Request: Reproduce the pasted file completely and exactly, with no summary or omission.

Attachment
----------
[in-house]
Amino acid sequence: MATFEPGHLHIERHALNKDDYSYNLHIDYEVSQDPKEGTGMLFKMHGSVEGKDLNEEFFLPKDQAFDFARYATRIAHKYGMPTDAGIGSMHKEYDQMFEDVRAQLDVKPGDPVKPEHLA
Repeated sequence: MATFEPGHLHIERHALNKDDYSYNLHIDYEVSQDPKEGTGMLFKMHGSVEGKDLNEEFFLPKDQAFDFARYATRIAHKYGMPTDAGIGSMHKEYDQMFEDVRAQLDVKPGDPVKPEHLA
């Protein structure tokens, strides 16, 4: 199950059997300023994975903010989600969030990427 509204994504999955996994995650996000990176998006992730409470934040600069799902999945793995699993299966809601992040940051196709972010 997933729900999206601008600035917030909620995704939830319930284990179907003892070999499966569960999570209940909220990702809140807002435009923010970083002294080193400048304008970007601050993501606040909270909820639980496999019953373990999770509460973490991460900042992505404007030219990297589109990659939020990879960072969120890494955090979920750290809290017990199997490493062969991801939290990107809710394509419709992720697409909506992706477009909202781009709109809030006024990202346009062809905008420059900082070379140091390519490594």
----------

[in-house]
Amino acid sequence: MATFEPGHLHIERHALNKDDYSYNLHIDYEVSQDPKEGTGMLFKMHGSVEGKDLNEEFFLPKDQAFDFARYATRIAHKYGMPTDAGIGSMHKEYDQMFEDVRAQLDVKPGDPVKPEHLA
Repeated sequence: MATFEPGHLHIERHALNKDDYSYNLHIDYEVSQDPKEGTGMLFKMHGSVEGKDLNEEFFLPKDQAFDFARYATRIAHKYGMPTDAGIGSMHKEYDQMFEDVRAQLDVKPGDPVKPEHLA
């Protein structure tokens, strides 16, 4: 199950059997300023994975903010989600969030990427 509204994504999955996994995650996000990176998006992730409470934040600069799902999945793995699993299966809601992040940051196709972010 997933729900999206601008600035917030909620995704939830319930284990179907003892070999499966569960999570209940909220990702809140807002435009923010970083002294080193400048304008970007601050993501606040909270909820639980496999019953373990999770509460973490991460900042992505404007030219990297589109990659939020990879960072969120890494955090979920750290809290017990199997490493062969991801939290990107809710394509419709992720697409909506992706477009909202781009709109809030006024990202346009062809905008420059900082070379140091390519490594």